In Hamdan v. Rumsfeld, a five to three majority of the united States Supreme Court held unlawful the Bush Administration's use of military com-missions to try alien combatant detainees held at the United States airbase in Guantanamo Bay, Cuba. The most basic issue in Hamdan was whether the Supreme Court had jurisdiction to hear the case. Justice Scalia's dissenting opinion argued that the Detainee Treatment Act of 2005 stripped the Supreme Court and all other courts of jurisdiction to hear habeas cases such as Hamdan's. Hamdan argued in the Supreme Court that to read the Detainee Treatment Act to strip jurisdiction over pending habeas cases, as Justice Scalia did, would raise constitutional questions about Congress's power to limit the Supreme Court's appellate jurisdiction. The Hamdan majority did not address this constitutional question because it read the Detainee Treatment Act to preserve jurisdiction over pending cases. But Justice Scalia's construction of the statute required him to address Hamdan's constitutional claims. He casually dismissed concerns about Congress's power to strip the Supreme Court's jurisdiction by reference to the Exceptions Clause of Article III, § 2, which he viewed as an explicit authorization for Congress to limit the Court's jurisdiction. While Justice Scalia may have been right on the specific facts of Hamdan, his broader claims about Congress's power to strip jurisdiction from the Supreme Court are textually wrong. Simply put, Article III requires that the federal judiciary be able to exercise all of the judicial power of the United States that is vested by the Constitution and that the Supreme Court must have the final judicial word in all cases, such as Hamdan's, that raise federal issues. These conclusions flow quite naturally from an originalist methodology that looks to the objective meaning of the Constitution that would have been held by a hypothetical reasonable observer in 1788 and that relies primarily on textual, intratextual, and structural arguments. Ironically, one can make a strong case for Justice Scalia's view of congressional power to control Supreme Court jurisdiction using legislative history and consequentialist arguments - tools that Justice Scalia normally abjures. But the more one focuses on formalist arguments from text and structure, the more clear it becomes that the Supreme Court is constitutionally vested with the final judicial say on matters within (at least the first three of) the heads of jurisdiction granted to the federal courts in Article III. Relying on textual, intratextual, and structural arguments, this Essay argues that, in the same way that the Constitution vests all of the executive power of the United States in a unitary executive department, the Constitution vests all judicial power in the federal judiciary, with the Supreme Court having supervisory power over all other inferior tribunals within the judicial department. While the Constitution leaves Congress with the option of creating or not creating lower federal courts, it does not give Congress the option of creating or designating lower federal courts over which the Supreme Court does not, at the end of the day, have the last word.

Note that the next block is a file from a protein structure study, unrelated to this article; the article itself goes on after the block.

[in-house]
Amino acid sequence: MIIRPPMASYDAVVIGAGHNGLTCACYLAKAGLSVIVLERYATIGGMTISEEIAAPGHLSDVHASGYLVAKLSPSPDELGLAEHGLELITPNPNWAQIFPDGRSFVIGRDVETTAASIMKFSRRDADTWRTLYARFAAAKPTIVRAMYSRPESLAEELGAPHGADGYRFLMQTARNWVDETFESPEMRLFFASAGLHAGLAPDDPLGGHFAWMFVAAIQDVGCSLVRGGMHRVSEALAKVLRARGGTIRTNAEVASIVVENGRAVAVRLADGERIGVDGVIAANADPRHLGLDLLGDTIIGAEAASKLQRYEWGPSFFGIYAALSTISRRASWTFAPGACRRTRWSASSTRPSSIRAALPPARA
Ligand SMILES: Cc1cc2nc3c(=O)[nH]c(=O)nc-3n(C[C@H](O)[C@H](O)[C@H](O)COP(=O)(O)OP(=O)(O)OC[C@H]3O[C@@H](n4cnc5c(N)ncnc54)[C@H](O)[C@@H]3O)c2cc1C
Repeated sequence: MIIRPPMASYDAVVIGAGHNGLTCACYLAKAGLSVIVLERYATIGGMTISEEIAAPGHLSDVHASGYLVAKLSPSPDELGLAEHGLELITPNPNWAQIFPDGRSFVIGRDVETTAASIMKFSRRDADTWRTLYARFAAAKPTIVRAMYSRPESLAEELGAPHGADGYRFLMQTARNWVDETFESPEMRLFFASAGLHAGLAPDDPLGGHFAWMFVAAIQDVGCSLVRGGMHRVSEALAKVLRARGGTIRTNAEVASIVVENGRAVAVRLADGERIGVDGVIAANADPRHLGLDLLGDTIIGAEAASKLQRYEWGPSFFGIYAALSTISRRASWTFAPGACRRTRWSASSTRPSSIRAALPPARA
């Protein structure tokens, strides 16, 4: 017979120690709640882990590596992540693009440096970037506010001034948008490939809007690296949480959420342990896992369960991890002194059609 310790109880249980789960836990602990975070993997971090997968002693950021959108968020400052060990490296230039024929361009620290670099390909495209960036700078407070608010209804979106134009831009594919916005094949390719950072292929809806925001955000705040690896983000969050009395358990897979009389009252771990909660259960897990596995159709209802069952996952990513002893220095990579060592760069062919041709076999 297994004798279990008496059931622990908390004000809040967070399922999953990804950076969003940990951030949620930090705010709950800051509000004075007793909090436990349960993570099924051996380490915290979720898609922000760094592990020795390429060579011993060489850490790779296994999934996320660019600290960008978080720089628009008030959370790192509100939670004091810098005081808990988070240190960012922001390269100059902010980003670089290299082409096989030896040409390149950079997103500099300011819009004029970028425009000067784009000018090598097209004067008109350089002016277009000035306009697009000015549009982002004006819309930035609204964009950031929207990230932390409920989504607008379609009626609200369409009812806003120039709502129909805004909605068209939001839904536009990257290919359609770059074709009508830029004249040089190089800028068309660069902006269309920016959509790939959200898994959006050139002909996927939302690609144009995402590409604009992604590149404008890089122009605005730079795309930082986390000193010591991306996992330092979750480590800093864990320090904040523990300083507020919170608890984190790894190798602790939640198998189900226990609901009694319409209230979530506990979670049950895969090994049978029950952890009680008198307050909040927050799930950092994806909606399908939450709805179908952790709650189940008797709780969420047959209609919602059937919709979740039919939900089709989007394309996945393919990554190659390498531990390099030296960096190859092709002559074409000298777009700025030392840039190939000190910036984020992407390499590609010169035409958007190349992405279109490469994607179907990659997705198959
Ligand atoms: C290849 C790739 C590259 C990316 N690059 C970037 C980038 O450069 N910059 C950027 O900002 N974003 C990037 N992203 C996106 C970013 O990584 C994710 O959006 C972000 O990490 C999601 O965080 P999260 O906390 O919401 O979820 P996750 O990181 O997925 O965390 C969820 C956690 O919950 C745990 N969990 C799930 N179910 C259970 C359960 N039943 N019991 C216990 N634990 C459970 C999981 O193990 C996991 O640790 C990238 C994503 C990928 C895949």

|Original language||English (US)|
|Number of pages||47|
|Journal||Columbia Law Review|
|State||Published - May 1 2007|
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